Behind every successful event is a strong plan and a considered event strategy. A strong plan and strategy will align your brand identity with your content, but finding this alignment can be hard.
Following will take event planners through each step of an event strategy, from why you need one, through to the timeline of execution. As a company who specialises in a myriad of events from trade shows to pop up shops, it’s a strategy we are familiar with.
What is an event strategy?
Strategy; it’s a scary word when you don’t know where to start. Put simply a strategy is a plan and in this case an event plan. Collectively strategic event planning works to govern all preparations required in the lead-up to event success. Within will sit every vein of event planning to ensure a strong framework is built to create a cohesive campaign and successful event. The strategy will piece together the entire planning process and include ensuring key milestones are met including:
- Company goal setting
- Audience management
- Resource allocation
- The marketing strategy
Collectively planning the event strategy will work alongside your company to ensure your company is getting the most out of their next event.
Why are event strategies and planning important?
Who, what, when, where and how. The five most important reasons behind any piece of work at school, and the bones of the importance of setting up an effective event strategy. Event planning must ask these five questions to understand the why and importance behind their event strategy.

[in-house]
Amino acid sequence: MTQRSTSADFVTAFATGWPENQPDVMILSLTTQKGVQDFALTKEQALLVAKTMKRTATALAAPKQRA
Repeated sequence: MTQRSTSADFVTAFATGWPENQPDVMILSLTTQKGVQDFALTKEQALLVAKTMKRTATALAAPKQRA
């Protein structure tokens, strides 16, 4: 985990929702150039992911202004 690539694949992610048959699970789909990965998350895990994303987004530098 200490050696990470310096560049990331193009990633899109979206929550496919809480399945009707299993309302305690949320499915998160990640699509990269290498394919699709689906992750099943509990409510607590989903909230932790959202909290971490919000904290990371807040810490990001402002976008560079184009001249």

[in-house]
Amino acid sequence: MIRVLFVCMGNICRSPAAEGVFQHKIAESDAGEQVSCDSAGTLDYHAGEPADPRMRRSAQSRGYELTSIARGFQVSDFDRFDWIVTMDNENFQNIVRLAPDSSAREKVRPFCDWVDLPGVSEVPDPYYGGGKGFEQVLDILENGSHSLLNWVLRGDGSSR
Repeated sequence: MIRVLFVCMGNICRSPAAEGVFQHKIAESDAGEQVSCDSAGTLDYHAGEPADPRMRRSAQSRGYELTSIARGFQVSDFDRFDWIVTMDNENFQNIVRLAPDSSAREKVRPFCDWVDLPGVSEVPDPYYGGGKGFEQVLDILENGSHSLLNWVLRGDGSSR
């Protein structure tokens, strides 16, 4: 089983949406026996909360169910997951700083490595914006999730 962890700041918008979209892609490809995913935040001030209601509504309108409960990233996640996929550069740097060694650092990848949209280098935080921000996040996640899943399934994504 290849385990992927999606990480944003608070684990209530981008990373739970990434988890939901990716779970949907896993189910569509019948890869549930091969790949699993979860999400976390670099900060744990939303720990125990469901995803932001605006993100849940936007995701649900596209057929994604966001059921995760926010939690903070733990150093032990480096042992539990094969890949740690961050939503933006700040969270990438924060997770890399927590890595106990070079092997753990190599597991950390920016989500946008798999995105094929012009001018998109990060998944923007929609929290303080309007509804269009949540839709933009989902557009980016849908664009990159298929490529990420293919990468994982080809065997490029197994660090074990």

The event strategy plays an important role to funnel each moving part of event planning into one succinct process. Regardless of size or event types, any event whether it be face to face, virtual or hybrid will contain any number of organisational pieces in preparation. The event strategy plays the role of streamlining each of the pieces to ensure everything keeps moving and nothing is missed.
Goals and visions
At the top of the company’s event management framework sits the goals and visions, not just holistically for the company, but for the event itself. Determining the company goals will set business up from the get go. Each event strategist should be aligned with the same vision to ensure all staff members, contractors and contacts are working together to achieve the same purpose. The goal of the event will dictate the remainder of the strategy as each piece of the framework should refer back and align.
Within the event industry there are a number of goals that commonly align for businesses which include:
Working toward ensuring more audience members are aware of the brand and its purpose. This goal is one that is achieved throughout the entire event strategy, rather than just whilst being onsite.
Growth in contacts is likely to reflect a growth in sales. Events are a strategic approach to grow mass numbers of contacts which may continue to form part of an engaged database and thus warm leads.
We all know that instructions on email or text can be lost in translation. Being at an event is an opportunity for brands to educate their audience on their products and services, and in turn provide an opportunity for questions. Being face to face eliminates the barrier to missed context and tone. Often brands use events to showcase product usage and allow attendees to utilise products themselves.